In an unprecedented series of meetings with faculty and staff over the past two weeks, the last of which took place Tuesday afternoon, the University’s top officers laid out Yale’s institutional goals for the next five years and the budget adjustments needed to finance those goals.
At the four meetings, which attracted about 150 faculty and more than 1,000 staff members, University President Richard Levin and Provost Peter Salovey outlined 11 strategic goals ranging from boosting the sciences to making all the arts schools tuition-free — priorities University officers adopted this fall following the Yale Corporation’s latest five-year institutional review, which was completed in May.
Their decision to hold town-hall style meetings open to the Faculty of Arts and Sciences and staff was justified, Levin said, by the University’s difficult financial situation. The University is now facing a projected budget shortfall of $100 million, down from $350 million last fall, and will continue to make cuts that Levin said may make a more visible impact on campus.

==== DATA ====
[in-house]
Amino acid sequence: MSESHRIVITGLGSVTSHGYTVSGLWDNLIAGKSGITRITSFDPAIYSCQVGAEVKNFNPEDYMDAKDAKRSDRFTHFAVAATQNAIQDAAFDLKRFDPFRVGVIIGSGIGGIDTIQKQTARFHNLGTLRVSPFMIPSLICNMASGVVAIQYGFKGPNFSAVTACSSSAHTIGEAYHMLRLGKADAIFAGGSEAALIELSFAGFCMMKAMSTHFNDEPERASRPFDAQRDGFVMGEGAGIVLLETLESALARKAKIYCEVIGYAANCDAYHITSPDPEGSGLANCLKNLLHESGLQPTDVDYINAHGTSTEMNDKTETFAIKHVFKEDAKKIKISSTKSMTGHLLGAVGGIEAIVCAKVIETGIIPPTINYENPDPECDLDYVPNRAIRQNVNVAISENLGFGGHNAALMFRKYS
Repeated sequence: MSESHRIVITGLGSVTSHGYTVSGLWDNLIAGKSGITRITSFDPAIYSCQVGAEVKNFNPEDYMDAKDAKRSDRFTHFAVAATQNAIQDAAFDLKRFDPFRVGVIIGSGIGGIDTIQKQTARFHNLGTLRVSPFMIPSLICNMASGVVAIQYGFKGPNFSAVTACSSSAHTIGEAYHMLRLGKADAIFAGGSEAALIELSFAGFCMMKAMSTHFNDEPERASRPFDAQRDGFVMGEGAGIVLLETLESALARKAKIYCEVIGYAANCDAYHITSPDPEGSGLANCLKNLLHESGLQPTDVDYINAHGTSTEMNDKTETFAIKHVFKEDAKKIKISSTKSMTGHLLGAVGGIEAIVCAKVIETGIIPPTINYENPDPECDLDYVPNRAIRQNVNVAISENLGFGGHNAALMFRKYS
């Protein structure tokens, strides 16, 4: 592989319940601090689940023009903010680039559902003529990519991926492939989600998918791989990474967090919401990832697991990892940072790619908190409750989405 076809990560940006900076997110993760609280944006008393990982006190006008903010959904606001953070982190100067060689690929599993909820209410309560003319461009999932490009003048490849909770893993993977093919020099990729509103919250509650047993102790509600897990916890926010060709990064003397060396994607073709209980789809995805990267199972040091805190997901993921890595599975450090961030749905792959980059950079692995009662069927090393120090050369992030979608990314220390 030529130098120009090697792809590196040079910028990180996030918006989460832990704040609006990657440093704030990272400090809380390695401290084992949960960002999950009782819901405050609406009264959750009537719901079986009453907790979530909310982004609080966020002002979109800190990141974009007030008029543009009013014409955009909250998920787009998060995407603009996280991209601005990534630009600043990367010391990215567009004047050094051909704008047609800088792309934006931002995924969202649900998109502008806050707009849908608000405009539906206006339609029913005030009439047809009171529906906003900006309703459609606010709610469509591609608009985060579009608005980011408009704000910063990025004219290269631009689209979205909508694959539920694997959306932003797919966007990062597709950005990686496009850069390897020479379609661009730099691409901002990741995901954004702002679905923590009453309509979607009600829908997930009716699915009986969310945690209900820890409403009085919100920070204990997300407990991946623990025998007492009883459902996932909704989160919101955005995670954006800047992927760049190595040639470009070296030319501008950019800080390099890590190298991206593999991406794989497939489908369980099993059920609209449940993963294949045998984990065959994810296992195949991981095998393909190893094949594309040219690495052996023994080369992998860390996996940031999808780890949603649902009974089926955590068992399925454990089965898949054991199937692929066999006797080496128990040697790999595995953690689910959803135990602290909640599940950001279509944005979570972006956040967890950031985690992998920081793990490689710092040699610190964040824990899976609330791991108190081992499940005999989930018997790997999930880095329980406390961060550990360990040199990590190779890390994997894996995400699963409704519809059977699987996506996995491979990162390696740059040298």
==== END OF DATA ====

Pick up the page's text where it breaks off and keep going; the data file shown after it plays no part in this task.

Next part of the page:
“It is an unusual situation,” Levin said in an interview. “We’ve never lost such a significant proportion of the endowment. I felt it was important to get around and make ourselves available to faculty.”
In the 30-odd years of his career at Yale, William Kelly, chair of the anthropology department, said he does not remember a similar round of town hall meetings with top administrators. While he expressed concern about the impact of budget cuts, Kelly and another professor who attended the meetings said the faculty generally finds administrators’ plans for the budget reasonable.
“We put the budget issues in the context of, what are Yale’s strategic objectives and long-term goals?” Levin said in an interview. “The reason to balance the budget is so we can afford to do these things.”